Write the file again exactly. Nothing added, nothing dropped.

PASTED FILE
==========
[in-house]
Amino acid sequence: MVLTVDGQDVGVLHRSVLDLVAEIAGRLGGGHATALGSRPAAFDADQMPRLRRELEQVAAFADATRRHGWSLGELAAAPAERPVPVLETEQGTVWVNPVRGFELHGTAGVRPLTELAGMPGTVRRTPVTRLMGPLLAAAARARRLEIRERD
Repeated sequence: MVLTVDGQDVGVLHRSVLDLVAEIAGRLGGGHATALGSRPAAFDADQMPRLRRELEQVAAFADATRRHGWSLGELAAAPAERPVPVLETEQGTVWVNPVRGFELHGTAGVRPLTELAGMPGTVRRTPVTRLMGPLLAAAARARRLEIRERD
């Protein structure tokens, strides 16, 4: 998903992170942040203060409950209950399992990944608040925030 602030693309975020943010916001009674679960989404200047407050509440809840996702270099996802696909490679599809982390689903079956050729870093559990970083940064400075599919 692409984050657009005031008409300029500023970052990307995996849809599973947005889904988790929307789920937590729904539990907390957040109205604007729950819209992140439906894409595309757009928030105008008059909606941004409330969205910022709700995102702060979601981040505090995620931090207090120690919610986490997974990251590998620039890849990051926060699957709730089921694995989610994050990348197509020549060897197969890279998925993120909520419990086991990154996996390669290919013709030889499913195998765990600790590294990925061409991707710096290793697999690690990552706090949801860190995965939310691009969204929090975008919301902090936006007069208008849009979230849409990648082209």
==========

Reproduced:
[in-house]
Amino acid sequence: MVLTVDGQDVGVLHRSVLDLVAEIAGRLGGGHATALGSRPAAFDADQMPRLRRELEQVAAFADATRRHGWSLGELAAAPAERPVPVLETEQGTVWVNPVRGFELHGTAGVRPLTELAGMPGTVRRTPVTRLMGPLLAAAARARRLEIRERD
Repeated sequence: MVLTVDGQDVGVLHRSVLDLVAEIAGRLGGGHATALGSRPAAFDADQMPRLRRELEQVAAFADATRRHGWSLGELAAAPAERPVPVLETEQGTVWVNPVRGFELHGTAGVRPLTELAGMPGTVRRTPVTRLMGPLLAAAARARRLEIRERD
């Protein structure tokens, strides 16, 4: 998903992170942040203060409950209950399992990944608040925030 602030693309975020943010916001009674679960989404200047407050509440809840996702270099996802696909490679599809982390689903079956050729870093559990970083940064400075599919 692409984050657009005031008409300029500023970052990307995996849809599973947005889904988790929307789920937590729904539990907390957040109205604007729950819209992140439906894409595309757009928030105008008059909606941004409330969205910022709700995102702060979601981040505090995620931090207090120690919610986490997974990251590998620039890849990051926060699957709730089921694995989610994050990348197509020549060897197969890279998925993120909520419990086991990154996996390669290919013709030889499913195998765990600790590294990925061409991707710096290793697999690690990552706090949801860190995965939310691009969204929090975008919301902090936006007069208008849009979230849409990648082209």